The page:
It’s not unusual for Shibas to think that way. Because of their independence, dignity, and reserve toward strangers, they are often described as being somewhat cold, but with family members, however, they are very affectionate and loyal, and if socialized early on, they may grow up to enjoy the company of other dogs and other humans.

The Shiba howls when he wants your attention. Expect to hear complaints if you have not provided his meal quickly enough. In fact, the Shiba absolutely loves to be vocal, and you might get the sense that he wants the spotlight to show off his voice.

From yelping in delight when you come home from work to yelping in distress when you constrain his movement by putting him on a leash when he is a puppy full of wanderlust, this dog will be heard. He just loves the drama. However cute and sweet he is, don’t neglect to train and socialize your Shiba from a young age to understand what is and isn’t acceptable behavior.

Make sure he understands that he can’t snap, growl, or bite to protect his food or his favorite toys, and that the other household pets are friends who are to be respected. He can be aggressive toward dogs he doesn’t know, so early socialization with other dogs is important, too.

Luckily, the Shiba is usually not aggressive or shy when it comes to people. It is important to start training your puppy the day you bring him home. Shibas are extremely intelligent, so even at 8 weeks old, he is capable of learning everything you try to teach him.

With the right amount of training and socialization, you will find yourself with a calm and collected loyal companion. Because the Shiba Inu is so headstrong, he may not be the best bet for first-time dog owners with little or no experience training. However, if you are a more experienced dog owner or trainer, then you may find the perfect best friend in the Shiba Inu. 


Despite the thick coat, the Shiba Inu does not require an extensive amount of grooming.

However, expect some pushback when it comes to some grooming practices. He doesn’t like to be handled in a way that restricts his autonomy. The Shiba has a double coat. The undercoat is soft and thick, and the outer coat is stiff and straight. The coat never needs trimming and is easy to care for but be prepared for shedding.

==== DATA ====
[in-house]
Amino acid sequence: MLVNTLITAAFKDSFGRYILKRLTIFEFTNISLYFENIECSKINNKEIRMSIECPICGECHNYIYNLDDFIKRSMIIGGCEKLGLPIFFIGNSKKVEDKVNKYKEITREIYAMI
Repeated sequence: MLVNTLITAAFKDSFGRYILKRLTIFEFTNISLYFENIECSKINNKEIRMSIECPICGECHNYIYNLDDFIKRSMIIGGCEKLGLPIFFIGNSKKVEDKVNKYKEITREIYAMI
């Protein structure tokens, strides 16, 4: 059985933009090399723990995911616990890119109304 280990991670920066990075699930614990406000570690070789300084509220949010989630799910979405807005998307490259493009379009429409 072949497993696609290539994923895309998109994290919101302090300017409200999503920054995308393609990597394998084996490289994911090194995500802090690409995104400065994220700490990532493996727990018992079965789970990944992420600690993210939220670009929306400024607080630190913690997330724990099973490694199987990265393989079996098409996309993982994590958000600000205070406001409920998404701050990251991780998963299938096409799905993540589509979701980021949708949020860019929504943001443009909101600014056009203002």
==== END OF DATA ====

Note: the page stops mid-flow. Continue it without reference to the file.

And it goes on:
Brush the coat weekly with a slicker brush to remove dead hair and distribute skin oils. Twice a year, in spring and fall, the coat sheds heavily for two to three weeks. During this time, you can expect to have piles of fur everywhere and a Shiba with a moth-eaten appearance.

Don’t worry unless you see bald patches. A warm bath followed by more brushing and thorough blow drying until the dog is completely dry will help to loosen the hair and speed up the shed. The rest is basic care. Trim the nails as needed, usually every week or two.

Brush the teeth frequently with vet-approved pet toothpaste for good overall health and fresh breath. Check the ears weekly for dirt, redness or a bad odor that can indicate an infection. If the ears look dirty, wipe them out with a cotton ball dampened with a gentle, pH-balanced ear cleaner recommended by your veterinarian. 

Make sure to introduce your Shiba to grooming early so that he learns to accept it without putting up a fight. This is especially important with nail trimming, the bane of a Shiba’s existence.


This breed doesn’t like to be cooped up in the house all day long.

They like long walks or jogs, and if you can provide a space for them to play, such as a fenced-in yard, they will find much joy in exploring and chasing small animals. Since they do not like to be restrained by a leash or anything else, it is important to find this space for free play, even if you take him for walks and jogs.

Housebreaking is relatively easy for this breed. They are quite intelligent and will understand what they are told to do. Still, training them to be obedient can be somewhat of a struggle. They can be very headstrong, but if you are up for the challenge, you will likely see your work pay off. 

Finally, socialization is very important. Because they are so independent, Shiba Inus need to be placed in situations where they can socialize so that they learn to get along with other animals and humans. 

Veterinarian examining Puppy Shiba inu dog


Shiba Inus are generally healthy but they’re prone to certain health conditions, as can be expected from any breed.

Not all Shiba Inus will get any or all of these diseases, but it’s important to be aware of them if you’re considering this breed. If you’re buying a puppy, find a good breeder who will show you health clearances for both your puppy’s parents. Health clearances prove that a dog has been tested for and cleared of a particular condition.

In Shiba Inus, you should expect to see health clearances from the Orthopedic Foundation for Animals (OFA) for hip dysplasia (with a score of fair or better), elbow dysplasia, hypothyroidism, and von Willebrand’s disease. From Auburn University, you should expect clearances for thrombophilia.